Brewer has a way with whiskey

Hobby: San Francisco's Fritz Maytag is taking microbrews a step further, producing whiskey in his "microdistillery."

September 12, 2001|By Laura Sullivan | By Laura Sullivan,SUN STAFF

SAN FRANCISCO - Fritz Maytag stands in front of two large copper-pot stills, steam rising from a dozen feet of twisting pipes. He dips his finger under a stream of clear liquid flowing into a stainless-steel bucket and brings it to his mouth.

A look of concentration crosses his face, like a mad scientist tasting his brew.

"You can taste the fragrance," he says approvingly.

Maytag's pot stills, for gin and whiskey, are his new hobby, and the latest trend of his that others are already copying.

This "microdistillery," which Maytag says makes the only pot-distilled whiskey in America - the only legal pot-distilled whiskey, that is - takes up just a small corner of Maytag's Anchor Brewing Co. But Maytag has big plans, much as he did three decades ago when he walked into this small warehouse, where the electricity had been shut off for failure to pay and the beer kegs were about to be handed over to creditors.

He deemed the place charming, and set about turning the derelict brewery, with roots in San Francisco's pioneer days, into one of the nation's most successful craft brewers - a forerunner for the microbrewing industry that has brought distinctive beer to all corners of the country.

These days, Anchor is a bustling brewery, turning out 100,000 barrels of beer a year, and about 53 gallons of whiskey a week.

For $60 to $90 a bottle, Maytag offers two kinds of whiskey, as well as a $30 gin, distilled in the back of his brewery and aged in barrels stacked high in a storage room. He began distilling in 1993 and sold the first bottle in 1996, though he's not finished tinkering with the flavor.

"The whole process intrigues me," Maytag says. "It's an opportunity to have some fun and make history."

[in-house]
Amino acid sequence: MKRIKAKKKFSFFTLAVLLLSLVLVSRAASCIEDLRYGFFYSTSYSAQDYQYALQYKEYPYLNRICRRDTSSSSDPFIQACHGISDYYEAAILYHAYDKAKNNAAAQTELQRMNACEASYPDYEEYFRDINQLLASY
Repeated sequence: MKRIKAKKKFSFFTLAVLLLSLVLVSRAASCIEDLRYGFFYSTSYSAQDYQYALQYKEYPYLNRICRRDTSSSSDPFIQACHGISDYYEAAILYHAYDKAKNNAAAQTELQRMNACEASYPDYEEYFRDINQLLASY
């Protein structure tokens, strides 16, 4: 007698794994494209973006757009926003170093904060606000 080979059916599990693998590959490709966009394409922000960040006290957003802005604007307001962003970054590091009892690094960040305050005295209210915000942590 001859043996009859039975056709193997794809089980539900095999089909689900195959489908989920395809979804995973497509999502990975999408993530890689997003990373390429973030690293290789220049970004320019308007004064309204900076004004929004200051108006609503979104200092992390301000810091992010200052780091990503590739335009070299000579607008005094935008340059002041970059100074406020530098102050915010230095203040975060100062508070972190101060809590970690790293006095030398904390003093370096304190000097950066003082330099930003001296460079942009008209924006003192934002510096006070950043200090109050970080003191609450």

When Maytag took over the company that makes Anchor Steam Beer in 1965, small, family-run breweries were on the wane, finding it increasingly difficult to compete with large national brewers. Many chose the route of selling cheap beer and trying to make it taste like Budweiser.

Maytag wanted to sell rich, hoppy beer that cost a little more. His business philosophy was to "sell a little bit everywhere," and because he could produce only 600 barrels of beer a year with his one employee, a little bit was all he sold. But his theory quickly began working. He developed a niche, a loyal base of customers and a name.

"Back then, a lot of people would say, `Oh, look at the funny little local beer,' " Maytag says, while showing a visitor around the brewery. "Even today, overwhelmingly, we're trying to brew a beer most people won't like. But a handful of people could see what we were trying to do and said, `Fabulous.' "

When Maytag took over, the brewery had been churning out beer in kegs, brewed warm if the weather was warm, and brewed cold if the weather was cold. Sometimes the beer went sour before it had even left the shop.

Maytag added refrigeration to guarantee quality, but kept the handmade copper brew kettles and all-malt mash. He believes the quality of the Anchor Steam product has helped to fend off the ever-present competitors ready to take its place.

By the 1980s, dozens of microbreweries had popped up across the country to follow Anchor Steam's lead. In several cases, some of the microbrewed beers replicated almost identically the tastes and textures of Maytag's seven beers - a porter, wheat beer, lager and several ales - all perfected over decades.

He thought the competition couldn't get worse in the 1980s, but it doubled in the 1990s as microbrews entered the mainstream and the public couldn't get enough of them.

"It got to where it was not easy to do something that was valuable and exciting," he says. "So many other people were doing the exact same thing and, frankly, even some weird things. Someone would make a strawberry-chocolate stout and you'd say, `Oh, you mean another one of those?' "

The beer company that was the eccentric in the field for decades was suddenly considered almost traditional.

"It's fun being emulated," Maytag says, "but when you stand up and realize you're leading a parade, it's a little bit disheartening."

And that's when Maytag got his next idea. He began reading books about food and spirits and it struck him that whiskey is really distilled beer.

"It's taking beer to the last step - converting the grains to sugar and letting it start to grow," he says. "I thought let's go back to the original whiskey. Nobody was making anything like that."

He started playing with all-rye mash, which he believes 18th-cen- tury Americans used in their whiskeys. And while he was at it, he thought, why not distill some gin, too?

He ran into several problems. Micro-distilled whiskey can't age in barrels for as long as traditional whiskeys and still be profitable. And, because of an arcane 1933 federal law, rye whiskey can't be called straight rye whiskey unless it is aged in new charred oak barrels.

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